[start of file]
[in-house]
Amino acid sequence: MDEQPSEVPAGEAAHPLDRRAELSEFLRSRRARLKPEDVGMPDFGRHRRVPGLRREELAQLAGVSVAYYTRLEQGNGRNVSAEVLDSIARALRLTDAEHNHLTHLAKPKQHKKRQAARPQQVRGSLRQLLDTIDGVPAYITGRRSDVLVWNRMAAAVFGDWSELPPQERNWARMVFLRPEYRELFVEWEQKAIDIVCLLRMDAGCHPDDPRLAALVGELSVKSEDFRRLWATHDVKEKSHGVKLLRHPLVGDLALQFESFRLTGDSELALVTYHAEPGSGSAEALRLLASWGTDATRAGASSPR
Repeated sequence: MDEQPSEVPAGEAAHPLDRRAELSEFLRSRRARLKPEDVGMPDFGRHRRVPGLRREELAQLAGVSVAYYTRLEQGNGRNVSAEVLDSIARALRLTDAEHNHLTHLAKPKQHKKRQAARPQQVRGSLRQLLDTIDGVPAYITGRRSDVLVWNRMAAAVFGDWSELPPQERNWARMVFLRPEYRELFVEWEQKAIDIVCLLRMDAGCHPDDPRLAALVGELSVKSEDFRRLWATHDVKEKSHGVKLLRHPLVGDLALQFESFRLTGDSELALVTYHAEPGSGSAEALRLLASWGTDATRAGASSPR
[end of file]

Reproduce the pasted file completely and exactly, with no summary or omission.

[in-house]
Amino acid sequence: MDEQPSEVPAGEAAHPLDRRAELSEFLRSRRARLKPEDVGMPDFGRHRRVPGLRREELAQLAGVSVAYYTRLEQGNGRNVSAEVLDSIARALRLTDAEHNHLTHLAKPKQHKKRQAARPQQVRGSLRQLLDTIDGVPAYITGRRSDVLVWNRMAAAVFGDWSELPPQERNWARMVFLRPEYRELFVEWEQKAIDIVCLLRMDAGCHPDDPRLAALVGELSVKSEDFRRLWATHDVKEKSHGVKLLRHPLVGDLALQFESFRLTGDSELALVTYHAEPGSGSAEALRLLASWGTDATRAGASSPR
Repeated sequence: MDEQPSEVPAGEAAHPLDRRAELSEFLRSRRARLKPEDVGMPDFGRHRRVPGLRREELAQLAGVSVAYYTRLEQGNGRNVSAEVLDSIARALRLTDAEHNHLTHLAKPKQHKKRQAARPQQVRGSLRQLLDTIDGVPAYITGRRSDVLVWNRMAAAVFGDWSELPPQERNWARMVFLRPEYRELFVEWEQKAIDIVCLLRMDAGCHPDDPRLAALVGELSVKSEDFRRLWATHDVKEKSHGVKLLRHPLVGDLALQFESFRLTGDSELALVTYHAEPGSGSAEALRLLASWGTDATRAGASSPR